Directed Research Project
Carl E. Wolf Ph.D
Justin L. Poklis
In February 2018, the US DEA Agency released a statement of the emergency scheduling (Schedule 1) of all fentanyl analogs not already regulated by the CSA due to an alarming increase in overdose deaths linked to synthetic opioids. Fentanyl analogs are pharmacologically similar to fentanyl, but often more potent. This increased potency can create problems with proper dosing of fentanyl analogs leading to untoward effects including an increase in overdoses and deaths. Since 2018, there has been a 38.4% increase in illicitly manufactured fentanyl overdose deaths leading the CDC to make available the FAS Kit and Emergent Panels containing previously unavailable fentanyl analog reference materials. A limited number of published methods for the identification of multiple fentanyl analogs are available, none of which present a full analog class. Therefore, there is a need for analytical methods capable of identifying isomeric fentanyl analogs. Within the isomeric classes inter/intraclass isobars exist creating the issue of the same molecular weight and transitions, thus the mass spectrometer alone cannot identify the analogs. Given the increase in overdose deaths, an analytical method for identification and separation of all classes of fentanyl analogs is needed to help the clinical and forensic communities overcome this epidemic.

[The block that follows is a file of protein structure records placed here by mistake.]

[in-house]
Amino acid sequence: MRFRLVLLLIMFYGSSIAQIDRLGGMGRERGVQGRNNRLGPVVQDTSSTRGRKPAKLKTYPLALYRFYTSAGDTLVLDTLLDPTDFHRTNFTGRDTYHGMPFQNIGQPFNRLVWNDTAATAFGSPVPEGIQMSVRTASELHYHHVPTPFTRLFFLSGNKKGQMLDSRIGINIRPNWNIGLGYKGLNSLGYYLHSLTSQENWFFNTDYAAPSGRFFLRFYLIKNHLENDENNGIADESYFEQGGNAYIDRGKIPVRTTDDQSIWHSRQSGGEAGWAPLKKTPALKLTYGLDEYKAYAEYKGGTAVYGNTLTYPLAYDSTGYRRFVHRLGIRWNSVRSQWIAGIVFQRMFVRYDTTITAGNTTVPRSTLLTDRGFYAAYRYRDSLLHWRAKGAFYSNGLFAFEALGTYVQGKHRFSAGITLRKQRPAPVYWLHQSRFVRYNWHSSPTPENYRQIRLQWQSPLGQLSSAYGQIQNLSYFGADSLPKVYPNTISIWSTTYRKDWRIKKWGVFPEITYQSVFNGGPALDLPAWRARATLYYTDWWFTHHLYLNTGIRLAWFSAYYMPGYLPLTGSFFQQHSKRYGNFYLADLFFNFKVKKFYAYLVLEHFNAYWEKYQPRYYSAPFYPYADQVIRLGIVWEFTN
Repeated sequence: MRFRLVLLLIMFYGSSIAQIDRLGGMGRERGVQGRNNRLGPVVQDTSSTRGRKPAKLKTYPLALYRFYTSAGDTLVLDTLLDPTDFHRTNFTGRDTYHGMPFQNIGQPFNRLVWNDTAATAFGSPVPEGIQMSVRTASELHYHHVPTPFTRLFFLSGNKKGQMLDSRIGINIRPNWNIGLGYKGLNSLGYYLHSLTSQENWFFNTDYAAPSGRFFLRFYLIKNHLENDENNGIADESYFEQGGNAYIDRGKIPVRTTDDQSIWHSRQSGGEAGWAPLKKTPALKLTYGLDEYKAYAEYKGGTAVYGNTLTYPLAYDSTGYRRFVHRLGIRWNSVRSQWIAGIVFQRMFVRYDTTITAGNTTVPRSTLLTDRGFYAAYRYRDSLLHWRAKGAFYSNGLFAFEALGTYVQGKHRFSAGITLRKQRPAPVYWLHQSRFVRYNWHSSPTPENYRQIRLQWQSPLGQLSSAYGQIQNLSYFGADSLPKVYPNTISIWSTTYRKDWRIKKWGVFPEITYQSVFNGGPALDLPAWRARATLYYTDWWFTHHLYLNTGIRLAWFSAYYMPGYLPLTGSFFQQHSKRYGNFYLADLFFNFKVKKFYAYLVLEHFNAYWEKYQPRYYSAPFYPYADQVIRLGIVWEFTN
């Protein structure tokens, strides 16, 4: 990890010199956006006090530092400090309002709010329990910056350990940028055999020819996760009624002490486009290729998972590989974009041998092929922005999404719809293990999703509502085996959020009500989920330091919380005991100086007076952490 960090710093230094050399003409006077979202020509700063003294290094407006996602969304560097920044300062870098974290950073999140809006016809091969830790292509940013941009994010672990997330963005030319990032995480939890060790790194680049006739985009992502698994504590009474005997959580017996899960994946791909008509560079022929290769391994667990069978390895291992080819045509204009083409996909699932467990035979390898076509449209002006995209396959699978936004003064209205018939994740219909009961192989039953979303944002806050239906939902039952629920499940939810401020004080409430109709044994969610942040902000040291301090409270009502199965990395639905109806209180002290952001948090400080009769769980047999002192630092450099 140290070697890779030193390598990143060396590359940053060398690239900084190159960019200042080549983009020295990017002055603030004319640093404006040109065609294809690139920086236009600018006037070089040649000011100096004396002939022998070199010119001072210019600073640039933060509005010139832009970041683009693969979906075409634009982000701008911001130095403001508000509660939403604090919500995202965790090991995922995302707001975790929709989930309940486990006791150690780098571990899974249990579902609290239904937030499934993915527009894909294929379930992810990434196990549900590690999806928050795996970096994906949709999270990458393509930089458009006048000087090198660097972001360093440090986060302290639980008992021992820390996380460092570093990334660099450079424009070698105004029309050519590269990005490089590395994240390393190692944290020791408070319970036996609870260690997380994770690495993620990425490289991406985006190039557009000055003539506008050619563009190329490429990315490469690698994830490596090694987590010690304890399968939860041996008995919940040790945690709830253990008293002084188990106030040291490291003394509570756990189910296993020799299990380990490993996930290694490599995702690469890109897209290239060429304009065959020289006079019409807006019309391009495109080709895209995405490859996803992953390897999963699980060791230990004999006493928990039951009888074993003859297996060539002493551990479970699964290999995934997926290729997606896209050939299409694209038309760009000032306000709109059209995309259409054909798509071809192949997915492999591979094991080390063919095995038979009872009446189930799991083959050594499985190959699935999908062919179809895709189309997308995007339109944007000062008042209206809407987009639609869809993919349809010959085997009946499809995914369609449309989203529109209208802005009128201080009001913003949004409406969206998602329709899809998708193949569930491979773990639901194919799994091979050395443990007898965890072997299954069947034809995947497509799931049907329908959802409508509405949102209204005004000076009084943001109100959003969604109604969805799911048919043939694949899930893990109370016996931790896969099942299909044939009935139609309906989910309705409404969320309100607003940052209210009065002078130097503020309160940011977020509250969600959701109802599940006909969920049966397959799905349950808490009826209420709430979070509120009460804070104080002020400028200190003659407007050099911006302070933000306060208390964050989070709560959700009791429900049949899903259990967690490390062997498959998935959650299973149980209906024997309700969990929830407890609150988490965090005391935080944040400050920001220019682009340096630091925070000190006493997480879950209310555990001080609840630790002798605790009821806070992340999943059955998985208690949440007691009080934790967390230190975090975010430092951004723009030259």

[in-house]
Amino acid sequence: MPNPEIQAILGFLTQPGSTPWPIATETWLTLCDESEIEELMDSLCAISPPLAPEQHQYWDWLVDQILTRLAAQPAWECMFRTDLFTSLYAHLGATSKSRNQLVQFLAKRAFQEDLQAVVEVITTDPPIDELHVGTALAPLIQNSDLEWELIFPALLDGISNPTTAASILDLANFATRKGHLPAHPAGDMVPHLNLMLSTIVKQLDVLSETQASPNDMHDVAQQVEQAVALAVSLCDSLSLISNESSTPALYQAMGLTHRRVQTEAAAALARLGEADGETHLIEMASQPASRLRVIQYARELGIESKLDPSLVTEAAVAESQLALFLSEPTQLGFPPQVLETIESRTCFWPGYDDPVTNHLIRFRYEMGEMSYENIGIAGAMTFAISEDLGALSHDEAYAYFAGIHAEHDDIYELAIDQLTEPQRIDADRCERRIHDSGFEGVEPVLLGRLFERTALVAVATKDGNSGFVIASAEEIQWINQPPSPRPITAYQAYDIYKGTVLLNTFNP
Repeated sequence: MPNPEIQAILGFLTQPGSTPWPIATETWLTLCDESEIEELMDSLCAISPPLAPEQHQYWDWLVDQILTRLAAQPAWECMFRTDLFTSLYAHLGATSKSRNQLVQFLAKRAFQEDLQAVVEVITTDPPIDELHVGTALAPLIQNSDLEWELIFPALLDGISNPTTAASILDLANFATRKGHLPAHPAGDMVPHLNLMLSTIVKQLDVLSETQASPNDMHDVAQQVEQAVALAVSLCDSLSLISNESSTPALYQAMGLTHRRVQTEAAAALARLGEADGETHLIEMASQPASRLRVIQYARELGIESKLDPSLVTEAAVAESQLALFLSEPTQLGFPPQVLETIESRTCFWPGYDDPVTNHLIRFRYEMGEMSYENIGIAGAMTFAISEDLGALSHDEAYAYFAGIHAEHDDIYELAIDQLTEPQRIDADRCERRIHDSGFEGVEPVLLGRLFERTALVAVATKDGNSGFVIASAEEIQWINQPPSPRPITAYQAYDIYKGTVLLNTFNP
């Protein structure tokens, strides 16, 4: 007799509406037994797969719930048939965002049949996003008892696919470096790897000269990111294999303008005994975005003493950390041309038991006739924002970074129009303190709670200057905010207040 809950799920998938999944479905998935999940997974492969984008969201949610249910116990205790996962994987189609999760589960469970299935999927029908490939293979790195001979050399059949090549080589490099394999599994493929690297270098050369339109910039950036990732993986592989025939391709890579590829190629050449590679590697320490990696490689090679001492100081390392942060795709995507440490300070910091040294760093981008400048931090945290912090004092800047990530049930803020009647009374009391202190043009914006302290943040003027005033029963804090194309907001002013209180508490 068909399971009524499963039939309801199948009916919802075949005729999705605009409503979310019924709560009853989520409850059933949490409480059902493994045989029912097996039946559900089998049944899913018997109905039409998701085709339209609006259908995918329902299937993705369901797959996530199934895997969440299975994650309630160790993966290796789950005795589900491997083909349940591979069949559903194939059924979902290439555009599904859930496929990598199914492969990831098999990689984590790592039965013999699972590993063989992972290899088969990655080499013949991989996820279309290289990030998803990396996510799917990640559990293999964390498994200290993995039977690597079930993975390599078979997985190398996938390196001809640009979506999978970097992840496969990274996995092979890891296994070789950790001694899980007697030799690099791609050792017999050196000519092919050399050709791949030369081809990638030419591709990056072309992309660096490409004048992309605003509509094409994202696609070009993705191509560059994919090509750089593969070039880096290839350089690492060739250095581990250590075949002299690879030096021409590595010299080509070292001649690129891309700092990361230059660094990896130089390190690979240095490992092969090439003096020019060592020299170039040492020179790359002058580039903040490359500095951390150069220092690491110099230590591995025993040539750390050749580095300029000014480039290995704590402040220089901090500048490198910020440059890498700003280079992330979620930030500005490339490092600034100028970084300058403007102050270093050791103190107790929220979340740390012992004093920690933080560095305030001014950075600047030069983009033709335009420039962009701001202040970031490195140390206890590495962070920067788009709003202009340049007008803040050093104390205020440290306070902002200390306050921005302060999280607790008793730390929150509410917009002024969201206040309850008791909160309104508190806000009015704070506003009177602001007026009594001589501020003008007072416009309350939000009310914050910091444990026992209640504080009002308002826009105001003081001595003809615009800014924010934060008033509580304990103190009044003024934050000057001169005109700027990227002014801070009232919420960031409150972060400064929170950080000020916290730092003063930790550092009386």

Presented is a three-aim study including the development of a triple quadrupole mass spectral method, an ultra-pressure and high-performance liquid chromatographic method, and an extraction procedure capable of separation and detection of twelve sulfur-containing fentanyl analogs. Validation of the methods developed followed ANSI/SWGTOX guidelines including selectivity, carryover, precision, and LOD.
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VCU Master of Science in Forensic Science Directed Research Projects
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